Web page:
Boomkat Product Review:
Epic new collection from Sarah Davachi, intended as a companion to her AOTY contender "Two Sisters". A heady suite of long-form material recorded using organ, strings and electronics, it's deep listening experimentation at its absolute best.
'Two Sisters' was a timely reminder of everything Sarah Davachi does best, a study of instrumentation and duration that ignored the strict hierarchy of the past to gaze into the future, reframing tired associations. "In Concert & In Residence" extends that vision past its outermost fringes; where "Two Sisters" was measured and easier to digest, this collection pushes Davachi's durational instinct to another level, teasing out all the subtleties from her composition and instrumentation to vast depths. There's no better example of that than on the 36-minute opening track 'In the Grand Luxe Hall', a recording of a commission by Western Front New Music that features Davachi and Richard Smith on dual EMS Synthi AKS synths and Marina Hasselberg on cello. If "Two Sisters" excelled in highlighting the mutability of acoustic and electronic instruments and their inherent similarities (when treated cautiously), the piece magnifies that concept in minute detail. It's hard to accurately pull the sounds apart from each other mentally; Davachi and Smith both use the Synthi to generate sine tones that waver gently but purposefully against the expected fluttering tone of the cello. With half an hour of concentration required to let the music seep in completely, it's a demanding listen but one that repays in kind, offering a level of detail that's all too rare in contemporary drone.
'Stile Vuoto' was recorded last year at Québec's Chapelle du Séminaire and commissioned by Organ Reframed. Here, Davachi reconfigures sounds often cloistered in sacred spaces, playing slow organ drones (performed by Jocelyn Lafond) against E27 Musiques Nouvelles' reduced strings. Rubbing against its predecessor's hybrid of synthetic and acoustic sources, the piece highlights the similarities and differences between the pipe organ and the sine tone generator. Anyone who grew up hearing church music will no doubt struggle to unhook the pipe organ from its cultural weight, and Davachi works to envelop the expectation with the same soft power she exudes on "Two Sisters". The strings' fluid tonality contrasts the pipe organ's comparative solidity, and it's within this difference where the magic appears, harnessing energy from folk, church and baroque music. Recorded in Spring this year at Berlin's Emmaus Kirche, 'Harmonies in Grey' strips down Davachi's sound to organ alone, and it's here where her interest in tuning and timbre is really put into sharp focus. At almost 24-minutes, it's a piece of music that allows us the opportunity to bathe in not just the instrument's unique tonal qualities but the reverberation of the sacred space itself, detecting how the building responds to Davachi's minuscule changes in resonance and pitch.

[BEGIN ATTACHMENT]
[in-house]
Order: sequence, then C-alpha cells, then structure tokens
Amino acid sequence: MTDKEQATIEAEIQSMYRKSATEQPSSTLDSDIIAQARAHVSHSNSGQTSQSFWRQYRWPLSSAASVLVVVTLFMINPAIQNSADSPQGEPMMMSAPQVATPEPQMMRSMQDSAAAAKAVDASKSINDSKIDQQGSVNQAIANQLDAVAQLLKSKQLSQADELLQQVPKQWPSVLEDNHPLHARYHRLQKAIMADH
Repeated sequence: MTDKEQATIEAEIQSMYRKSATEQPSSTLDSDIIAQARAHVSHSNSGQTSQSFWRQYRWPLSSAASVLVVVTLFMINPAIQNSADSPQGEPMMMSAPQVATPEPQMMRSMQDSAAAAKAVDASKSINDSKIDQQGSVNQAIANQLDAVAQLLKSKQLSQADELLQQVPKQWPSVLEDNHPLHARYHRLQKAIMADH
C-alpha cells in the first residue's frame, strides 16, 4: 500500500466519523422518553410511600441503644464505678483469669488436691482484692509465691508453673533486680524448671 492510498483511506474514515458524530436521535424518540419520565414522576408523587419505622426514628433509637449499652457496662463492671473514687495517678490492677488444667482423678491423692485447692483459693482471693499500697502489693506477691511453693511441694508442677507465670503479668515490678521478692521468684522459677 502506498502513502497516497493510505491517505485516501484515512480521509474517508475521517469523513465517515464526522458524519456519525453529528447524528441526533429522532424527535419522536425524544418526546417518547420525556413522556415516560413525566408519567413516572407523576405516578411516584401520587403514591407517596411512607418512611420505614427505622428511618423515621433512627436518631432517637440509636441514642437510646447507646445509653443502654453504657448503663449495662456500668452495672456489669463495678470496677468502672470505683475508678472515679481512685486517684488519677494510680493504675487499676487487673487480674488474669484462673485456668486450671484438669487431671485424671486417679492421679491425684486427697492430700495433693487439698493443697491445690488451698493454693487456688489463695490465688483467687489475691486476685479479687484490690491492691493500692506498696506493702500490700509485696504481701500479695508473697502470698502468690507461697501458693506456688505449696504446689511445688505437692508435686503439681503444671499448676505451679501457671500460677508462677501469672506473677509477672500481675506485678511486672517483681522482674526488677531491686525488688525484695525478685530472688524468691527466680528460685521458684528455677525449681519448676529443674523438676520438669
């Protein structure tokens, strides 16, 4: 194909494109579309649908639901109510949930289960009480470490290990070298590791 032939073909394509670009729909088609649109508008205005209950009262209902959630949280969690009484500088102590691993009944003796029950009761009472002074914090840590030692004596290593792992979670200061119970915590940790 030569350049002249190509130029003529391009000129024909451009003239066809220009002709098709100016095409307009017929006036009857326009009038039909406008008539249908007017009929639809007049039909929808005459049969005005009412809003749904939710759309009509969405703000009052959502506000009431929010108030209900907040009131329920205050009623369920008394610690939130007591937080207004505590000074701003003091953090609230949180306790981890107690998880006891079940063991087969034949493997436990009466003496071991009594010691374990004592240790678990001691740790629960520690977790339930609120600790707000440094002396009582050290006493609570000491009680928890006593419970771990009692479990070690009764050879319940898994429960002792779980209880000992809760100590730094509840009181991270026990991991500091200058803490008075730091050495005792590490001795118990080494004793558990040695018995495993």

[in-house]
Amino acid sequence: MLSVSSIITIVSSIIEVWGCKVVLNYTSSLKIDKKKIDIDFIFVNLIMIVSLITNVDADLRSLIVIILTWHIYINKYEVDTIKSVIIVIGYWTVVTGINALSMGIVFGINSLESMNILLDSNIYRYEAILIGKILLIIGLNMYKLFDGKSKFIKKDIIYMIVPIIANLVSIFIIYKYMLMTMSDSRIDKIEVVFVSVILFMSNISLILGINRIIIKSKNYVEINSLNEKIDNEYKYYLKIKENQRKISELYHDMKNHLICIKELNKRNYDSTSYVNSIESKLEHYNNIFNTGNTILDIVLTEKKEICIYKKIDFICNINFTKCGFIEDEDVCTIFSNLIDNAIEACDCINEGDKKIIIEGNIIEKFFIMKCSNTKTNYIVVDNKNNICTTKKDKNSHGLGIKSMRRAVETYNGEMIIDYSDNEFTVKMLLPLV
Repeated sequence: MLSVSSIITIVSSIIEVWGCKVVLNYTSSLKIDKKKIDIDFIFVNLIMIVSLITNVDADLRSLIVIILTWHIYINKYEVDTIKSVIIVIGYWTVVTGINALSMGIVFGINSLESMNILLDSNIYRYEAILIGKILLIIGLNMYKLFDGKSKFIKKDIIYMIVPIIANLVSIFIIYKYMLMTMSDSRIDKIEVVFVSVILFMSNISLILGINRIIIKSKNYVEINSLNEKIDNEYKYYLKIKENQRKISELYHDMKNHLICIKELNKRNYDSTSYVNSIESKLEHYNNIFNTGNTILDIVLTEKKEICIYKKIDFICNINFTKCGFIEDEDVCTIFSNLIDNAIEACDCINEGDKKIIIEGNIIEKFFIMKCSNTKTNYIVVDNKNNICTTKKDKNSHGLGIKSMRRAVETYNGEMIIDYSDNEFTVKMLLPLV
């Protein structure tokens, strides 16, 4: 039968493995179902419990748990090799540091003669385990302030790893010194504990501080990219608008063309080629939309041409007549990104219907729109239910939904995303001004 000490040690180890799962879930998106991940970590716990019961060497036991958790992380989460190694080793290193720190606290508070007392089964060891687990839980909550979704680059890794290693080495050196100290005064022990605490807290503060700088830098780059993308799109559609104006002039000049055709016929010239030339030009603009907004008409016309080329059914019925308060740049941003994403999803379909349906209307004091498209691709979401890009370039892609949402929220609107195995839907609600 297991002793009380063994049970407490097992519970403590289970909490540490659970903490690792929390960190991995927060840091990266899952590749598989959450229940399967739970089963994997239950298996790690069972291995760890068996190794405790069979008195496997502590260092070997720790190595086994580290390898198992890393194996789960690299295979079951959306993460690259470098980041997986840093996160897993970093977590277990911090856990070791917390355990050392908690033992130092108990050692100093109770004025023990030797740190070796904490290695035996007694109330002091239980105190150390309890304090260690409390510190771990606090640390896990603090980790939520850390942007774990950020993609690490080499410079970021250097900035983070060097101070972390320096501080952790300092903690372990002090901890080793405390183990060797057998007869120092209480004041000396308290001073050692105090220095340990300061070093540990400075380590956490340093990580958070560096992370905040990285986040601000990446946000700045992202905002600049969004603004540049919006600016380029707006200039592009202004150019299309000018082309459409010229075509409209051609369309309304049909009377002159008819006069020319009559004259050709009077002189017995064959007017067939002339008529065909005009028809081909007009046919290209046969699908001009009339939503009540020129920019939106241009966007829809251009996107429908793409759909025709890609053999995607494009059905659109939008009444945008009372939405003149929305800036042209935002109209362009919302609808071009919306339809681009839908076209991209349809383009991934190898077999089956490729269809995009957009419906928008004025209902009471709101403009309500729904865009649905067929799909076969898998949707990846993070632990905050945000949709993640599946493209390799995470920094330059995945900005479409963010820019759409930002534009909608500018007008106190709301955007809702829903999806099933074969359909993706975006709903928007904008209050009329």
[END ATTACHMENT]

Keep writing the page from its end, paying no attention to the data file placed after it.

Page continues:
The most ambitious suite on the album is 'Lower Visions', a four-part epic recorded last year at Calgary's National Music Centre using Hammond Novachord, Hammond B3, Gerrit Klop chamber organ and EML Electrocomp 101 synthesizer, and E-Mu modular. By capturing each instrument in the same space and performing a similarly developing composition each time, Davachi makes it easier than ever to hear the instrument's unique flavor and tonality. It's as if she's pulls apart the elements that made "Two Sisters" such an invigorating listening experience and isolates them completely, allowing us to visualize each strand separately and completely. Over the course of an hour, she encourages us to listen to sounds we're familiar with, but not completely accustomed to.
Solo organ piece 'Harmonies in Green', recorded this year at Vancouver's Pacific Spirit United Church, finishes off the lengthy set, driving the purity of 'Harmonies in Grey' into cloudy, reverberating bliss, and playing on the organ's scraping, metallic resonance in the second half. Throughout, Davachi attempts to coax us into considering pure sound outside of cultural trappings. It isn't some new age posturing or pretentious medieval aestheticism, it's an attempt to package philosophy into music that can be absorbed by anyone with the inclination, and it's one that positions Davachi at the very apex of her craft.